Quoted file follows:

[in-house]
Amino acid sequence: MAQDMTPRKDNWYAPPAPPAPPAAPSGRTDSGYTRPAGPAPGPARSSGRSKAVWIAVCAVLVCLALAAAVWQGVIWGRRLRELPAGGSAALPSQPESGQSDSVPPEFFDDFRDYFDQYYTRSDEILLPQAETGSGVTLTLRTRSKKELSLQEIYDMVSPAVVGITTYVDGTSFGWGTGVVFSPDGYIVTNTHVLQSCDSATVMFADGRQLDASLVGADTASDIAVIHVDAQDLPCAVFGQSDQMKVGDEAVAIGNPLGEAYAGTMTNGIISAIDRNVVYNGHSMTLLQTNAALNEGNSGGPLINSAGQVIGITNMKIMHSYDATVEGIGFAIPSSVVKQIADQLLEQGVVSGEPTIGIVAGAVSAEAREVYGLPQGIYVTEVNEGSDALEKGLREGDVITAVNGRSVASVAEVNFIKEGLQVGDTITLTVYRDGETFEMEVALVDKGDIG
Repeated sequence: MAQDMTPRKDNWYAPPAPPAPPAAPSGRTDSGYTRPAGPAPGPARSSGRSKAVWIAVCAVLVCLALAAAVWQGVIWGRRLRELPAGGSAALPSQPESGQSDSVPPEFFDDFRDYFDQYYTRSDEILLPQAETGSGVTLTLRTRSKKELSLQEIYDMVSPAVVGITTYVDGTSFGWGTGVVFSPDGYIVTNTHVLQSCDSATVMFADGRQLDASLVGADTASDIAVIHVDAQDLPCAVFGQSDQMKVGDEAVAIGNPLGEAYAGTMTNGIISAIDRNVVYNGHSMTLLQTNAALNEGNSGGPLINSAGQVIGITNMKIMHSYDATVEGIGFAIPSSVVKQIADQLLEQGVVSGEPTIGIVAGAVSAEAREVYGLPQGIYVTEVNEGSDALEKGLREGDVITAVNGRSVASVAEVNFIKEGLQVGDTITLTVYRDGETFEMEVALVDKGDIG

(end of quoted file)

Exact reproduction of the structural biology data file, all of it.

[in-house]
Amino acid sequence: MAQDMTPRKDNWYAPPAPPAPPAAPSGRTDSGYTRPAGPAPGPARSSGRSKAVWIAVCAVLVCLALAAAVWQGVIWGRRLRELPAGGSAALPSQPESGQSDSVPPEFFDDFRDYFDQYYTRSDEILLPQAETGSGVTLTLRTRSKKELSLQEIYDMVSPAVVGITTYVDGTSFGWGTGVVFSPDGYIVTNTHVLQSCDSATVMFADGRQLDASLVGADTASDIAVIHVDAQDLPCAVFGQSDQMKVGDEAVAIGNPLGEAYAGTMTNGIISAIDRNVVYNGHSMTLLQTNAALNEGNSGGPLINSAGQVIGITNMKIMHSYDATVEGIGFAIPSSVVKQIADQLLEQGVVSGEPTIGIVAGAVSAEAREVYGLPQGIYVTEVNEGSDALEKGLREGDVITAVNGRSVASVAEVNFIKEGLQVGDTITLTVYRDGETFEMEVALVDKGDIG
Repeated sequence: MAQDMTPRKDNWYAPPAPPAPPAAPSGRTDSGYTRPAGPAPGPARSSGRSKAVWIAVCAVLVCLALAAAVWQGVIWGRRLRELPAGGSAALPSQPESGQSDSVPPEFFDDFRDYFDQYYTRSDEILLPQAETGSGVTLTLRTRSKKELSLQEIYDMVSPAVVGITTYVDGTSFGWGTGVVFSPDGYIVTNTHVLQSCDSATVMFADGRQLDASLVGADTASDIAVIHVDAQDLPCAVFGQSDQMKVGDEAVAIGNPLGEAYAGTMTNGIISAIDRNVVYNGHSMTLLQTNAALNEGNSGGPLINSAGQVIGITNMKIMHSYDATVEGIGFAIPSSVVKQIADQLLEQGVVSGEPTIGIVAGAVSAEAREVYGLPQGIYVTEVNEGSDALEKGLREGDVITAVNGRSVASVAEVNFIKEGLQVGDTITLTVYRDGETFEMEVALVDKGDIG